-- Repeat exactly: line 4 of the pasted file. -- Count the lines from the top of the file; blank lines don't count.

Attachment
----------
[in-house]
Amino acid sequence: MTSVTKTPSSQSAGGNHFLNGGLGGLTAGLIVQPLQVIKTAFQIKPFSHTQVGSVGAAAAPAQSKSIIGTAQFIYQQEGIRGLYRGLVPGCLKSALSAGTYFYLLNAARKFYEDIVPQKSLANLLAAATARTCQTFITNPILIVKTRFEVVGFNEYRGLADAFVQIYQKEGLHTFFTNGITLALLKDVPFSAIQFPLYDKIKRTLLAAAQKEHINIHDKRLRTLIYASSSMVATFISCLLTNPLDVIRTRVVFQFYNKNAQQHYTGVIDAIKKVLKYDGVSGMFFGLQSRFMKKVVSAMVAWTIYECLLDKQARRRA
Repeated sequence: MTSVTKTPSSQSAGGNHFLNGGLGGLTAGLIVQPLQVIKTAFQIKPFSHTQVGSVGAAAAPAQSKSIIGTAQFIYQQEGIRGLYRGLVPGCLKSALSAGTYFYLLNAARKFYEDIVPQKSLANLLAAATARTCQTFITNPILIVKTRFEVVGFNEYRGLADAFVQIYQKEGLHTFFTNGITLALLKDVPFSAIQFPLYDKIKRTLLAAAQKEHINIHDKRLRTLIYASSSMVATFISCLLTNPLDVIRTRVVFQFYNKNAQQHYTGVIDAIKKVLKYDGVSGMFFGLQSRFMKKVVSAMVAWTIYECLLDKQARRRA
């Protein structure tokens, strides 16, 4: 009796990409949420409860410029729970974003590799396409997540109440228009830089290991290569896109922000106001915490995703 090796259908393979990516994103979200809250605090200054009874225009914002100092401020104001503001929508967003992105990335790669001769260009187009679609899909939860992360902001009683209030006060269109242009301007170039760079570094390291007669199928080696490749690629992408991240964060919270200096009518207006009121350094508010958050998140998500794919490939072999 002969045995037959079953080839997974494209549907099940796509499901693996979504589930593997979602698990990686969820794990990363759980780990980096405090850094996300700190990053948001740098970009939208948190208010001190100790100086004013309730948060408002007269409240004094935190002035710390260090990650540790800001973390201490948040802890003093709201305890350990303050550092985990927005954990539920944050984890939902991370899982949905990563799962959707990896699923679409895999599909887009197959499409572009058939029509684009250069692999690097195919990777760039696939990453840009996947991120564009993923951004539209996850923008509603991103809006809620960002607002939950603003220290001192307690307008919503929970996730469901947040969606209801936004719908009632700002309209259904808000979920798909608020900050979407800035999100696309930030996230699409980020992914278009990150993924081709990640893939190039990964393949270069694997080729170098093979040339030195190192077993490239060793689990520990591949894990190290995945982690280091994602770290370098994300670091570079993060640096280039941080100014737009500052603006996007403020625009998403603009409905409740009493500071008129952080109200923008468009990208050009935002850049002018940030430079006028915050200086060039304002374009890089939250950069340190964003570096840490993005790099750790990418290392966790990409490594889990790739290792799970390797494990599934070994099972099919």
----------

């Protein structure tokens, strides 16, 4: 009796990409949420409860410029729970974003590799396409997540109440228009830089290991290569896109922000106001915490995703 090796259908393979990516994103979200809250605090200054009874225009914002100092401020104001503001929508967003992105990335790669001769260009187009679609899909939860992360902001009683209030006060269109242009301007170039760079570094390291007669199928080696490749690629992408991240964060919270200096009518207006009121350094508010958050998140998500794919490939072999 002969045995037959079953080839997974494209549907099940796509499901693996979504589930593997979602698990990686969820794990990363759980780990980096405090850094996300700190990053948001740098970009939208948190208010001190100790100086004013309730948060408002007269409240004094935190002035710390260090990650540790800001973390201490948040802890003093709201305890350990303050550092985990927005954990539920944050984890939902991370899982949905990563799962959707990896699923679409895999599909887009197959499409572009058939029509684009250069692999690097195919990777760039696939990453840009996947991120564009993923951004539209996850923008509603991103809006809620960002607002939950603003220290001192307690307008919503929970996730469901947040969606209801936004719908009632700002309209259904808000979920798909608020900050979407800035999100696309930030996230699409980020992914278009990150993924081709990640893939190039990964393949270069694997080729170098093979040339030195190192077993490239060793689990520990591949894990190290995945982690280091994602770290370098994300670091570079993060640096280039941080100014737009500052603006996007403020625009998403603009409905409740009493500071008129952080109200923008468009990208050009935002850049002018940030430079006028915050200086060039304002374009890089939250950069340190964003570096840490993005790099750790990418290392966790990409490594889990790739290792799970390797494990599934070994099972099919």